07 August 2012

ATM Caves in Belize

As many of you may know, I spent a few days in Belize during the week sandwiched between July and August. While there were many great moments during our eight day trip, one of the highlights would have to be spelunking in the Actun Tunichil Muknal (ATM) cave. The mouth of this incredible hole was believed to be a the entrance to the Underworld by the Mayans. Just to get to the mouth we had to drive 30 minutes on paved roads, then 45 minutes on a very bumpy, dirty road, which included driving through a creek that my Honda Civic- strong though she be- would have quivered at the sight of. Luckily we were in a Dodge Stratus so we made it just fine (Joke. A Stratus would not have even made it on the paved portion). Once at the 'parking lot', which was just a clearing with a latrine, we went on a Belizean hike for 45 minutes, fording a river three times and avoiding ant highways, and then finally stopped at base camp. We got our headlights there, and left our rice and bean lunches for the howler monkeys to nibble on.
With our headlights on, our feet shod, and clothing on our backs (we were told it to wear respectful clothing. I brought a bowtie but ditched it soon after the descent) we entered the batty cave. The water coming out of the cave was too deep to walk through so we had to swim the first part. Soon thereafter the water thinned and we were able to stand in it.
The ATM cave is over 3 miles long with 7 sunlit openings, and dark as a chalkboard in an abandoned storage unit otherwise. During one river climb we turned off our headlights and followed each other, hand on shoulder. In such circumstances children would weep, adults would tremble, and I would face grope and pick people's noses. Mwuahaha. My goal this trip was to see how many times I could get my travel companions to say "Why invited him anyway?"
At some points in the cave the boulders we were climbing over and through were so tight they made Anne Hathaway's Catwoman costume look like sweats. We had to contort our necks in order to fit our bodies through the crevices. One time we were ascending a boulder pass that went about 15 feet up. Once on the top shelf we were welcomed by a cavernous room filled with stalactites and stalagmites as big as newspaper rolls and as intimately close to one another that Michelangelo may have modeled his Creation of Adam after them. In the midst of the stone pillars were Mayan ruins spotting the ground. The Belizeans don't seem to have a very urgent desire to protect the collectibles (or they are just so plentiful that it would be quite difficult to guard them all) so they just put flourscent pink electrical tape around the larger pots and skeletons so that no one steps on them. The cave stays a pleasant 70F at all times so artifacts are well preserved. We saw three skeletons of sacrificed Mayans, and one skeleton of a sacrificed tourist who dropped his camera on a pot and broke it. His tour guide destroyed him on the spot.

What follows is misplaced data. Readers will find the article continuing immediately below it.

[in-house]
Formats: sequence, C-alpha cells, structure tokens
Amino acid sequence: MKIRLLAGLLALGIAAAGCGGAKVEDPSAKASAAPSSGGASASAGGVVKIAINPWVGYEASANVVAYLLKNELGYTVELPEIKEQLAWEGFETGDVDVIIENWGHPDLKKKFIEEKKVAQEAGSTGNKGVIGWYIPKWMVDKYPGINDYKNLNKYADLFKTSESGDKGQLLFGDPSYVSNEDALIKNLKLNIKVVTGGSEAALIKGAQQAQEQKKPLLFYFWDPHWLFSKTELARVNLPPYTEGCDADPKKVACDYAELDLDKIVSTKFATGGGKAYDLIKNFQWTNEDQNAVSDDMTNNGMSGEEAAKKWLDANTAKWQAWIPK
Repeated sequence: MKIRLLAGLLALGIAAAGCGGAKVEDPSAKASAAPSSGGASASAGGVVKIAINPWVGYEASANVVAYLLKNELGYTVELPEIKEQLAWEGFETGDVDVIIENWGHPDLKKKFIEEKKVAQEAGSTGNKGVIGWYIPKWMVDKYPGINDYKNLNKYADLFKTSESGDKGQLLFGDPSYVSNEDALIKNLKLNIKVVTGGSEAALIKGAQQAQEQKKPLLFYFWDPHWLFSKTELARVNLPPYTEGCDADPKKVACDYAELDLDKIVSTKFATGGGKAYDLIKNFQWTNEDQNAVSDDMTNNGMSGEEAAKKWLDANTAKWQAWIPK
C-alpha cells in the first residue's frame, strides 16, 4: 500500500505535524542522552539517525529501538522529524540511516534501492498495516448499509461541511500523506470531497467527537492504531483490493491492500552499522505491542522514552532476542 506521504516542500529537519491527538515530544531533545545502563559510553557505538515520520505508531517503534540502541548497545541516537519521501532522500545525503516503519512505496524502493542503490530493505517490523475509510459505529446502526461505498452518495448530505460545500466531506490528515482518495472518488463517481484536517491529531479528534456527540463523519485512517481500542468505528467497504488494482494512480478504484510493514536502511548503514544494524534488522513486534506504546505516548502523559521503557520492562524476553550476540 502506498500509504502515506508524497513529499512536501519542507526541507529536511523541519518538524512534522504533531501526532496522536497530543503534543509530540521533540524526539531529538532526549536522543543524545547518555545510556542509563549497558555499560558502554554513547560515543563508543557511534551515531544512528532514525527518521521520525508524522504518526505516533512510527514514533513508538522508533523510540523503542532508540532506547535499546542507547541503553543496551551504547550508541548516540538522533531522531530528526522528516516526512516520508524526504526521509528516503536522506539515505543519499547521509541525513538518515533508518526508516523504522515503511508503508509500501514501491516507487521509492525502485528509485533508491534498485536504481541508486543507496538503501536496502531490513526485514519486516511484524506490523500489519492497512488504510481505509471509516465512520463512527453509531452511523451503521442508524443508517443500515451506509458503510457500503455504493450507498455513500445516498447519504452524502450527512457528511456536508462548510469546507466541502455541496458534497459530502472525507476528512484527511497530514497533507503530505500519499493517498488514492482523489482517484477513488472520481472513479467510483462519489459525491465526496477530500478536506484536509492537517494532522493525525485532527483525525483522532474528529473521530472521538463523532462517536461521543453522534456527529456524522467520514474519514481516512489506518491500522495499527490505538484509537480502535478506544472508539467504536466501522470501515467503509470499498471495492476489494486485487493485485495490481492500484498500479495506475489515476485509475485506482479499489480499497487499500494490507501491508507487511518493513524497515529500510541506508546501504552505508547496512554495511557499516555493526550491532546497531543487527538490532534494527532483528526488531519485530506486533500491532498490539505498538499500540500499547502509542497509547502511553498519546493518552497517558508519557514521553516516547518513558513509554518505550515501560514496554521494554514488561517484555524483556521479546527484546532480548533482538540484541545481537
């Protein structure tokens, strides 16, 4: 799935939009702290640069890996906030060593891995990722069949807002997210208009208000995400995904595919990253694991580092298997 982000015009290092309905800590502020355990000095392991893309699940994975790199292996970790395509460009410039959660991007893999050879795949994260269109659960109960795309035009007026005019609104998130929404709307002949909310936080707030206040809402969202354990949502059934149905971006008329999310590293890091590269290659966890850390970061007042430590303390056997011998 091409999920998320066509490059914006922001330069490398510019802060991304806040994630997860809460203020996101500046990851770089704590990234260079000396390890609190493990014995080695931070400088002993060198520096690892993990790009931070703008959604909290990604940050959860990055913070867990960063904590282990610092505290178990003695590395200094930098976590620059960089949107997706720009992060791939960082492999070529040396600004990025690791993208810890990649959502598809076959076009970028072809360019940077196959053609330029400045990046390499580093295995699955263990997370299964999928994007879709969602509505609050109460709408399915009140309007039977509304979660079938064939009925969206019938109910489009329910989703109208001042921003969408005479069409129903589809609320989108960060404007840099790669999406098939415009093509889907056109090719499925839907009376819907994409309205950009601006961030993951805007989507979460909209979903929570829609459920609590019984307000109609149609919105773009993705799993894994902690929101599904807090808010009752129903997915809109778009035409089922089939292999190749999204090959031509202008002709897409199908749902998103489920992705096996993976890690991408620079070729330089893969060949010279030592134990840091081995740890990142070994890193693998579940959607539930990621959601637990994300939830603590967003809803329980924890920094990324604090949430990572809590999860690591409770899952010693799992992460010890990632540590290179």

The culminating event in the ATM caves was not a money tree like I was expecting, but rather a fully intact skeleton of a sacrificed human. You could even see individual grooves carved into the poor soul's teeth. The whole cave experience was pretty spectacular and the most interesting expedition we went on the whole week. If you're ever in Belize I would highly recommend it. Unfortunately they did not allow any cameras into the cave after the one tourist dropped his/hers, so I don't have any pictures. If you want visual confirmation of what I'm talking about then you can Google ATM Caves Belize.

1 comment:

Emily J said...